Calculating Rental Property Insurance Cost
On average, the national average rental property insurance cost is about $1,353 per year. It’s slightly higher than that of a homeowner’s insurance, about 25-30% higher, because of the unique hazards involved in renting out your rental properties to tenants. With this in mind, you should understand what your rental property insurance cost covers and doesn’t cover. You should also know what you’re not covered for in your policy and what you need to have covered if you want to be covered in those areas. These are all things you should consider before purchasing a policy for your rental property. Of course, we’ll discuss some of these matters in more detail below.
The first area you should look at is what your rental property insurance actually covers for. This is generally something called an “endorsement”. An endorsement is simply the insurance policy that comes with your rental property coverage from your original homeowner’s insurance policy. So basically, if your house was destroyed by fire, smoke damage or other means, your insurer will provide coverage for your replacement costs, minus your deductible.
But what does this mean for you? If your existing homeowner’s insurance only covers the cost of repair to the physical building itself, your new rental insurance must cover the actual value of your rental property, which may include wear and tear on the building itself, damage to any furnishings inside, as well as anything else you own that’s attached to your property (including jewelry). Many insurance companies will also require you to purchase “wear and tear” coverage on all of the contents in your rental property. And some insurers will offer their customers special deals just for tenants who purchase “wear and tear” insurance with them.
Another area you should review is what kind of coverage you have in place for “personal liability”, or claims against you for things that happen beyond your control. For example, if you have pets, is it recommended that you insure them separately from the rest of the household? Many policies will not cover damage that is caused by your pets as long as you’ve taken precautions to prevent them from damaging your belongings. While you may want to consider some kind of pet insurance or another, sometimes it’s not necessary. In fact, if your existing homeowner’s policy covers “personal liability”, it may be a good idea to consider getting a separate policy to cover things like damage to your car, etc.
If you’re thinking about insuring your rental property through renters’ credit, there are some considerations to keep in mind. Often, there is a limit on the amount that can be claimed under this type of policy. The limit is set by your insurance company, but typically it is around $3k for a year’s worth of coverage. Also, tenants often cannot take out full-ownerships of their homes, so they cannot increase their coverage to include damage that is not caused by the tenants.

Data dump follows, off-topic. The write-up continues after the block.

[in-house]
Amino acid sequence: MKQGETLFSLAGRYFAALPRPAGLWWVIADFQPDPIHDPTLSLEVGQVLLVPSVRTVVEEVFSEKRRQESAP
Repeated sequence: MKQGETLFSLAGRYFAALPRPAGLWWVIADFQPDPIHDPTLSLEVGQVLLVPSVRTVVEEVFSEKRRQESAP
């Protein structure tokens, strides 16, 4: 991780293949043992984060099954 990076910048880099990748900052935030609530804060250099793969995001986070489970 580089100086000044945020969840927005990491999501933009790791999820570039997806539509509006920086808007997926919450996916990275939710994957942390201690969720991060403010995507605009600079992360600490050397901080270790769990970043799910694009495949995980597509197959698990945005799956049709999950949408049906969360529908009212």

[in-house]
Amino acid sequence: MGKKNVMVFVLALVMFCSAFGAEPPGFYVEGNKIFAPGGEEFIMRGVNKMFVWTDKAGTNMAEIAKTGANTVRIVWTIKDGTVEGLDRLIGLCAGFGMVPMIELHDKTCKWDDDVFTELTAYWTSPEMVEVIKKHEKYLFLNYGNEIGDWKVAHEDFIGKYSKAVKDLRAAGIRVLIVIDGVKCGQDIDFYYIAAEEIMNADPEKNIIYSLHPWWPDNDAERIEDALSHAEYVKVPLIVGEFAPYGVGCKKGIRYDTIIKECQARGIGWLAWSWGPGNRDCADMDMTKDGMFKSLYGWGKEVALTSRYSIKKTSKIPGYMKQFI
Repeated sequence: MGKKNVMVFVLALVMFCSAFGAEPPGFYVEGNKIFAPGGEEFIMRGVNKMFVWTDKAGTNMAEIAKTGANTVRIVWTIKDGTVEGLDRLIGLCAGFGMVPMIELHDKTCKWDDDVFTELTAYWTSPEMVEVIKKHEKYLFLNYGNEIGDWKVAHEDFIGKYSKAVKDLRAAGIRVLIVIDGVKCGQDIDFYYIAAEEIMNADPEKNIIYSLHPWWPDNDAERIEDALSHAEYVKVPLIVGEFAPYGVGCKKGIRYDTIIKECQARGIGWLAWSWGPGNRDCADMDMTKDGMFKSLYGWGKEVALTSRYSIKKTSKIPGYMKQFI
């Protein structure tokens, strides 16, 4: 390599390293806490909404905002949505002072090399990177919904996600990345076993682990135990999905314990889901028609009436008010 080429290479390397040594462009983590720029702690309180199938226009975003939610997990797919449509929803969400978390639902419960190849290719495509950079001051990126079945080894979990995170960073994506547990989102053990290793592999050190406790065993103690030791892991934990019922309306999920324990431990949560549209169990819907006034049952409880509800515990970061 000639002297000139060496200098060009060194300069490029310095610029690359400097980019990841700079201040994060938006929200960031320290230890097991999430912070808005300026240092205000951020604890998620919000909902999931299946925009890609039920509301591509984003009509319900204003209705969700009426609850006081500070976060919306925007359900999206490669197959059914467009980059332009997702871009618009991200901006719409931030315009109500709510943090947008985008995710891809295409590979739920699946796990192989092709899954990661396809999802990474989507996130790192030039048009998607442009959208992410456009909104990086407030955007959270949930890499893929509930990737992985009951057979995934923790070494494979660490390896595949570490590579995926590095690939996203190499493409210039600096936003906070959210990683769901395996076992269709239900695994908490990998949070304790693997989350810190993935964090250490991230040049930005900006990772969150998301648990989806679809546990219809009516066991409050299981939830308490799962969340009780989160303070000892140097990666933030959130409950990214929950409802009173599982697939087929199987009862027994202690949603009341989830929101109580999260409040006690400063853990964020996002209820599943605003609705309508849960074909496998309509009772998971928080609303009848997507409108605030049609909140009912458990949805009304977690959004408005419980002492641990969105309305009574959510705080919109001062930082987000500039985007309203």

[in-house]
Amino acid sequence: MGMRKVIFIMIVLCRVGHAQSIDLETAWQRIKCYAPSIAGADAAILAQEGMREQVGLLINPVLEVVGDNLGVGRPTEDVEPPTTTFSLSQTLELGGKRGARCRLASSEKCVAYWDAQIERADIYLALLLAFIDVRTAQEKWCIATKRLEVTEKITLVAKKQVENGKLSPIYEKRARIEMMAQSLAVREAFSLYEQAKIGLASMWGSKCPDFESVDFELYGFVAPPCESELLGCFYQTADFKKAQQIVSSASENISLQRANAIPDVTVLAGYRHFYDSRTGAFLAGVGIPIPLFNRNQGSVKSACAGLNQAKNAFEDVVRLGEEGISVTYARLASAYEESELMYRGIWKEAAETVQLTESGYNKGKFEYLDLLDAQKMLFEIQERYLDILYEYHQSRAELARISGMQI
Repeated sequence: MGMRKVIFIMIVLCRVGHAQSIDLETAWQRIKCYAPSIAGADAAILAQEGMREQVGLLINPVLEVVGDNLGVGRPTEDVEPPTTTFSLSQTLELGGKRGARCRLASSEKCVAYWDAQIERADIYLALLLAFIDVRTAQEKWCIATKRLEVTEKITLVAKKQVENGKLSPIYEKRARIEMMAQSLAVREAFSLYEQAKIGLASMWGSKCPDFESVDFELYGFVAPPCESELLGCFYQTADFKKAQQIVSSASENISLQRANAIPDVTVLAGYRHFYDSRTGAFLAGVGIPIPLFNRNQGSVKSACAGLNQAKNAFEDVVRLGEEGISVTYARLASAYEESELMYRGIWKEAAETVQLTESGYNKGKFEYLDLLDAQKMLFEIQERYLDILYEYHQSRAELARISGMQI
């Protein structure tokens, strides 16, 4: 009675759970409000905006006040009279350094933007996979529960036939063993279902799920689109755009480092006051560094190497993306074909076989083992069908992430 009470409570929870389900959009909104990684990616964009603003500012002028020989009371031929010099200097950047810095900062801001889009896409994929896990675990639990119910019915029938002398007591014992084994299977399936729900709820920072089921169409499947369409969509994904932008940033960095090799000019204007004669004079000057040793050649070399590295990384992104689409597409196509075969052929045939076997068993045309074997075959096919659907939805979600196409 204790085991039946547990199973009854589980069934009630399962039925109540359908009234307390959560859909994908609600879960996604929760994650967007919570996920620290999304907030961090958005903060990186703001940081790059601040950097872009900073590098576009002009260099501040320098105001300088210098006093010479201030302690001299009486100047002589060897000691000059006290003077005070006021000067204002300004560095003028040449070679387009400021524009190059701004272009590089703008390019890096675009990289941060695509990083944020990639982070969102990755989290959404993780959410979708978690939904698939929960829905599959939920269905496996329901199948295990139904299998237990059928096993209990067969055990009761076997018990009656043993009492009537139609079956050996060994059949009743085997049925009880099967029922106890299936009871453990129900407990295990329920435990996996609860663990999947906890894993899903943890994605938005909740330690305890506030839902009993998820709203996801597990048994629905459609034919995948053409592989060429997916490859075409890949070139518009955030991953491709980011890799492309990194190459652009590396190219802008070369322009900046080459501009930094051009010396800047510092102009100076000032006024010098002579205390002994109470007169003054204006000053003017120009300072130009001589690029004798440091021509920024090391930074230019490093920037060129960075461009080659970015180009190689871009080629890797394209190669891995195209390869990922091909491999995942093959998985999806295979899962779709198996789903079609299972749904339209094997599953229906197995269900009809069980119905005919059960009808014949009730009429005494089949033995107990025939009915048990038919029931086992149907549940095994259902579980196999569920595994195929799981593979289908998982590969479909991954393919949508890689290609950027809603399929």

When considering whether or not to include additional coverage options with your rental property insurance, it’s best to do some basic research. What are the typical policies offered by most insurance companies? How much do they cost? What are some of the things that you can expect to get covered? And lastly, how much additional coverage options may be available to you as a landlord?
If your property has tenants, you need to decide whether or not you wish to include medical costs coverage in your rental property insurance. A lot of insurance companies will include some form of medical costs coverage with your basic insurance. Usually, the coverage is only temporary and only to cover things like prescriptions, office visits, and emergency rooms. You may be able to purchase additional coverage for “out of pocket” medical costs if the tenant has an accident or illness. It’s wise to talk to your insurance agent and get a clarification about what the company offers if you have a tenant who becomes ill or has an accident that you are responsible for paying for. Some companies may not offer this type of insurance but are okay with you buying it as an add-on.
Another popular option for rental income insurance is to include liability coverage. This will protect you in the event that a third party slips and falls on your property. It usually covers things like property damage (including water or fire damage), personal injury, and property destruction. However, this option will also probably not cover any legal fees that you would owe your tenant if the tenant sued you for damage or illness.